Harmonides had no time to put this policy into practice. The story goes that in his first public competition he worked so energetically at his flute, that he breathed his last into it, and expired then and there, before he could be crowned. His first Dionysiac performance was also his last.
But Timotheus’s remarks need not be confined to Harmonides, nor to his profession: they seem applicable to all whose ambition prompts them to exhibit their talents and to aim at the approbation of the public. Accordingly, when I, like Harmonides, was debating within myself the speediest means of becoming known, I took Timotheus’s advice: ‘Who,’ I asked myself, ‘is the foremost man in all this city? Whose credit is highest with his neighbours? Who shall be my multum in parvo?’ Only one name could reasonably suggest itself — your own; which stands for the perfection of every excellence, the glass of culture and the mould of wit. To submit my works to you, to win your approbation — if such a thing might be!— were to reach the goal of my desire; for your suffrage carries the rest with it. Whom, indeed, could I substitute in your place, and hope to preserve a reputation for sanity? In a sense, no doubt, I shall be hazarding all on one cast of the die: yet with more truth I might be said to have summoned the whole population into one audience-chamber; for your single judgement must assuredly outweigh the rest, taken individually or collectively. The Spartan kings had two votes each to the ordinary man’s one: but you are a whole Privy Council and Senate in yourself. Your influence is unequalled in the Court of Literature, and, above all, yours is the casting-vote of acquittal; an encouraging thought for me, who might well be uneasy otherwise at the extent of my hardihood. Moreover, I am not wholly without a claim on your interest, as belonging to that city which has so often enjoyed peculiar benefits at your hand, in addition to those which it has shared with the nation at large; and this encourages me to hope that in the present instance, if judgement is going against me, and the votes of acquittal are in a minority, you will use your prerogative, and make all right with that casting-vote of yours. I may have had successes, I may have made a name, my lectures may have been well received:— all this amounts to nothing;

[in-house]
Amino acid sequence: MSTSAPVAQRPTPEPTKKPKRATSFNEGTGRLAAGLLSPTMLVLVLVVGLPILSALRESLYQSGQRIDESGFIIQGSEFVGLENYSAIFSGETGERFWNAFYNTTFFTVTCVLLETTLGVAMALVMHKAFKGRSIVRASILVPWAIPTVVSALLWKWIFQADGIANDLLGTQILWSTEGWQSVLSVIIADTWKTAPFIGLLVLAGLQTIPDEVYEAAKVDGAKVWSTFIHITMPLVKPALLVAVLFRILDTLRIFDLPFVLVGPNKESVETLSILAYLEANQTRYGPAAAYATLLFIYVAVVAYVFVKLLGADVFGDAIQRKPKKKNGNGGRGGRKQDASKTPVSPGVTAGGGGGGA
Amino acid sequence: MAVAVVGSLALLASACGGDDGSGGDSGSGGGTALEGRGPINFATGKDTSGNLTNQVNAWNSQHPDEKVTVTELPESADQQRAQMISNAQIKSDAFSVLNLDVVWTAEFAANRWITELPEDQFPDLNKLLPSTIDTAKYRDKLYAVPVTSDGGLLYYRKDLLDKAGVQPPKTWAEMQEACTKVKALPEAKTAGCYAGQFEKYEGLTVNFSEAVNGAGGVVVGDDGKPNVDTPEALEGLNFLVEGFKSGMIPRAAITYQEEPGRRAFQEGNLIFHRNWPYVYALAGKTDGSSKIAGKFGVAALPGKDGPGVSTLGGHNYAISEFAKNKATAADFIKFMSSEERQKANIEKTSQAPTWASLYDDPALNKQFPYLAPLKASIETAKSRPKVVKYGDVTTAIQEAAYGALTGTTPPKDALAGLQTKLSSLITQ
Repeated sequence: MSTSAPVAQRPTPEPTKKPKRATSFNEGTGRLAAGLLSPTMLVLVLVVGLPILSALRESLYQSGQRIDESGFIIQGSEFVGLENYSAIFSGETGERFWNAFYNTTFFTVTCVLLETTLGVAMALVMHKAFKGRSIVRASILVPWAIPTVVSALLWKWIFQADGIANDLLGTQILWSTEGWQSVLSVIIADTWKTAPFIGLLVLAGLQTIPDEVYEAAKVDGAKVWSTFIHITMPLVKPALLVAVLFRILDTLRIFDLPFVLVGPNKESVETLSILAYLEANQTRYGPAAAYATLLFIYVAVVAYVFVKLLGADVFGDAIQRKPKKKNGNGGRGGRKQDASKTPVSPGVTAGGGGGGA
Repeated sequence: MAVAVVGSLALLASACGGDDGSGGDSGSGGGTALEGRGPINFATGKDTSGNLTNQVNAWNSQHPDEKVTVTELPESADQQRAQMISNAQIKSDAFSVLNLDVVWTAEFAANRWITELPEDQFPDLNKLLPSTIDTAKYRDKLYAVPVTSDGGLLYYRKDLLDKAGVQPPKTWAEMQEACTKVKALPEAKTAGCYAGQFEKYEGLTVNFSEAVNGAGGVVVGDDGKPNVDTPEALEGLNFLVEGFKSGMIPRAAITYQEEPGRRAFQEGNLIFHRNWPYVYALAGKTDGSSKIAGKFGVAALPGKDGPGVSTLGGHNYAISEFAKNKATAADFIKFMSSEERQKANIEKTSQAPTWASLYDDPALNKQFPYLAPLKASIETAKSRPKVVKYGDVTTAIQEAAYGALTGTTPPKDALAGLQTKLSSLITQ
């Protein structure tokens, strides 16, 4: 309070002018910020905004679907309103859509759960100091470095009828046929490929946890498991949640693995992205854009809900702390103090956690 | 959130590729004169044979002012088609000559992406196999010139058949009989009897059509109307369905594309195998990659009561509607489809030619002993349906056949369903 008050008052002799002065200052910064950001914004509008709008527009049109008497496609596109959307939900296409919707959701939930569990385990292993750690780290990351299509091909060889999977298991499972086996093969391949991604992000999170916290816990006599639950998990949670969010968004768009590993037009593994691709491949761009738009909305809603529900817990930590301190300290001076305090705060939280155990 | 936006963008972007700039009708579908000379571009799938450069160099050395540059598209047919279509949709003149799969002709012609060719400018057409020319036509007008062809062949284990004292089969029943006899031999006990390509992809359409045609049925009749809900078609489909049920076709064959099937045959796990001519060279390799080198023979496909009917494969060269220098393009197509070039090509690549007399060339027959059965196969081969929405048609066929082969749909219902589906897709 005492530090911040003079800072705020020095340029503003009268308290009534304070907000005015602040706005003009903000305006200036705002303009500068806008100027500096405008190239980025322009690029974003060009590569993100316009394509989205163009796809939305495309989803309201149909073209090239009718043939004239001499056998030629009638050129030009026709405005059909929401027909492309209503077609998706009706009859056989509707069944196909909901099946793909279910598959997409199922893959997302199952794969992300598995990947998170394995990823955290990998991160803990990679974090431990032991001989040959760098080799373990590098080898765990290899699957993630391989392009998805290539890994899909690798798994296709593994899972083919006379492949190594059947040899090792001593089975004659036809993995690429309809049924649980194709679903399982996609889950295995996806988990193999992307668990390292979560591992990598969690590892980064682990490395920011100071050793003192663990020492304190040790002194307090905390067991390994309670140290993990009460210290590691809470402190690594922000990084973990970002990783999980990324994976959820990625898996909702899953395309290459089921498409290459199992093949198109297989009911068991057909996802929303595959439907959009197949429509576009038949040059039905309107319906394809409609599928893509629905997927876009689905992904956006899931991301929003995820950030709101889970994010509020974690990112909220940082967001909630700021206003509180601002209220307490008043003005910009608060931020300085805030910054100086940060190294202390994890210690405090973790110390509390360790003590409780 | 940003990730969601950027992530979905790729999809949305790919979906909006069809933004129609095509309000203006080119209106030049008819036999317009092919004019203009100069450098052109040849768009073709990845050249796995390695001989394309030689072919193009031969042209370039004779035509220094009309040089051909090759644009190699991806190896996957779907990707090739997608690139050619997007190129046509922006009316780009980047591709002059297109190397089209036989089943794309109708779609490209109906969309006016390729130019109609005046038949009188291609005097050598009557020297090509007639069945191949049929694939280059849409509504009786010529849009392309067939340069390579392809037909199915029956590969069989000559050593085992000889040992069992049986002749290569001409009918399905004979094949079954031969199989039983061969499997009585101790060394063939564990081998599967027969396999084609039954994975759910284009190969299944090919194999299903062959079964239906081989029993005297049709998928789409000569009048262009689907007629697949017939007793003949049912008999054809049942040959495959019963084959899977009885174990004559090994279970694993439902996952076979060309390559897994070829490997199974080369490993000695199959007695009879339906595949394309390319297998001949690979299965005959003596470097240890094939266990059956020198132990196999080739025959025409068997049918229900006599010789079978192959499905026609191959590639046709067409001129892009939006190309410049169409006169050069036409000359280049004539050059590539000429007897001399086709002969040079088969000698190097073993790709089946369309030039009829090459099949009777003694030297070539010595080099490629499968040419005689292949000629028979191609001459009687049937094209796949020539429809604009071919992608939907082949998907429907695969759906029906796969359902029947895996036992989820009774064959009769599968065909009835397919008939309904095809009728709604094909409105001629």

Ye Gods, give me approval here, and set the seal upon my reputation! I may then face the world with a light heart: he who has carried the prize at Olympia need fear no other course.